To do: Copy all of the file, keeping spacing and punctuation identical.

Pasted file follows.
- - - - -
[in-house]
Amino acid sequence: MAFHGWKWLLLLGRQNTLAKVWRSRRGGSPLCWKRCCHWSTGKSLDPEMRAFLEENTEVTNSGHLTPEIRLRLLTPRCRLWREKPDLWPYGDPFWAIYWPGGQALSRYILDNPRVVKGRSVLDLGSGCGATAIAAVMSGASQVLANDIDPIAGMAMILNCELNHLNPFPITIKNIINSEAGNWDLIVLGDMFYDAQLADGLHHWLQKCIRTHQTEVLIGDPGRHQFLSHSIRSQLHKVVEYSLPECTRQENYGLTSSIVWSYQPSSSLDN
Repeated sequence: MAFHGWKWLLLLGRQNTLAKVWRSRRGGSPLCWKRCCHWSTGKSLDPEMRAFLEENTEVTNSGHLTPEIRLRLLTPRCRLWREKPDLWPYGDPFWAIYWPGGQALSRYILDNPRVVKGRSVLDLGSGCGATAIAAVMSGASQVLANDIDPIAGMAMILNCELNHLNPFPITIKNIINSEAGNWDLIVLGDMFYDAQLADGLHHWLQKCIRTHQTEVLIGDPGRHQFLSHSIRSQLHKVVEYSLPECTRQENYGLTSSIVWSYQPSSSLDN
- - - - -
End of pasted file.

[in-house]
Amino acid sequence: MAFHGWKWLLLLGRQNTLAKVWRSRRGGSPLCWKRCCHWSTGKSLDPEMRAFLEENTEVTNSGHLTPEIRLRLLTPRCRLWREKPDLWPYGDPFWAIYWPGGQALSRYILDNPRVVKGRSVLDLGSGCGATAIAAVMSGASQVLANDIDPIAGMAMILNCELNHLNPFPITIKNIINSEAGNWDLIVLGDMFYDAQLADGLHHWLQKCIRTHQTEVLIGDPGRHQFLSHSIRSQLHKVVEYSLPECTRQENYGLTSSIVWSYQPSSSLDN
Repeated sequence: MAFHGWKWLLLLGRQNTLAKVWRSRRGGSPLCWKRCCHWSTGKSLDPEMRAFLEENTEVTNSGHLTPEIRLRLLTPRCRLWREKPDLWPYGDPFWAIYWPGGQALSRYILDNPRVVKGRSVLDLGSGCGATAIAAVMSGASQVLANDIDPIAGMAMILNCELNHLNPFPITIKNIINSEAGNWDLIVLGDMFYDAQLADGLHHWLQKCIRTHQTEVLIGDPGRHQFLSHSIRSQLHKVVEYSLPECTRQENYGLTSSIVWSYQPSSSLDN